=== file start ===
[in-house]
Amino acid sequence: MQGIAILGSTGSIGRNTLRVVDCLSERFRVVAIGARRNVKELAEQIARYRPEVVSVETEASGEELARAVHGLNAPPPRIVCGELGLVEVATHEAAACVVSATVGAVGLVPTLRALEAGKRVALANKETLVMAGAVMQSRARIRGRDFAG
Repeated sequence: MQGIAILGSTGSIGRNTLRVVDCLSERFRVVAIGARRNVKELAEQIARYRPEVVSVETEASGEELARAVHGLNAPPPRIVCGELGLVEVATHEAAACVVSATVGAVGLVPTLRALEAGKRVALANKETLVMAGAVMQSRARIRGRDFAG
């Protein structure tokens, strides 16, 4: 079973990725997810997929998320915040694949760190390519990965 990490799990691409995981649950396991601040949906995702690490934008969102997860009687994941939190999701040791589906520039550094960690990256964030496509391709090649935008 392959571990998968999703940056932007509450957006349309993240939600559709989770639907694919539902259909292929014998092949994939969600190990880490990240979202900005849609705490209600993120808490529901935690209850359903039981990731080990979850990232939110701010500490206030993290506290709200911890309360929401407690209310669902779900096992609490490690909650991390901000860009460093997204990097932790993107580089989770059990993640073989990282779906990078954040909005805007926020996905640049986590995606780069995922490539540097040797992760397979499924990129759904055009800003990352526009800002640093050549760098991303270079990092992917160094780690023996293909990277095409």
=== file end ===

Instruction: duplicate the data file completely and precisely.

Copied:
[in-house]
Amino acid sequence: MQGIAILGSTGSIGRNTLRVVDCLSERFRVVAIGARRNVKELAEQIARYRPEVVSVETEASGEELARAVHGLNAPPPRIVCGELGLVEVATHEAAACVVSATVGAVGLVPTLRALEAGKRVALANKETLVMAGAVMQSRARIRGRDFAG
Repeated sequence: MQGIAILGSTGSIGRNTLRVVDCLSERFRVVAIGARRNVKELAEQIARYRPEVVSVETEASGEELARAVHGLNAPPPRIVCGELGLVEVATHEAAACVVSATVGAVGLVPTLRALEAGKRVALANKETLVMAGAVMQSRARIRGRDFAG
């Protein structure tokens, strides 16, 4: 079973990725997810997929998320915040694949760190390519990965 990490799990691409995981649950396991601040949906995702690490934008969102997860009687994941939190999701040791589906520039550094960690990256964030496509391709090649935008 392959571990998968999703940056932007509450957006349309993240939600559709989770639907694919539902259909292929014998092949994939969600190990880490990240979202900005849609705490209600993120808490529901935690209850359903039981990731080990979850990232939110701010500490206030993290506290709200911890309360929401407690209310669902779900096992609490490690909650991390901000860009460093997204990097932790993107580089989770059990993640073989990282779906990078954040909005805007926020996905640049986590995606780069995922490539540097040797992760397979499924990129759904055009800003990352526009800002640093050549760098991303270079990092992917160094780690023996293909990277095409």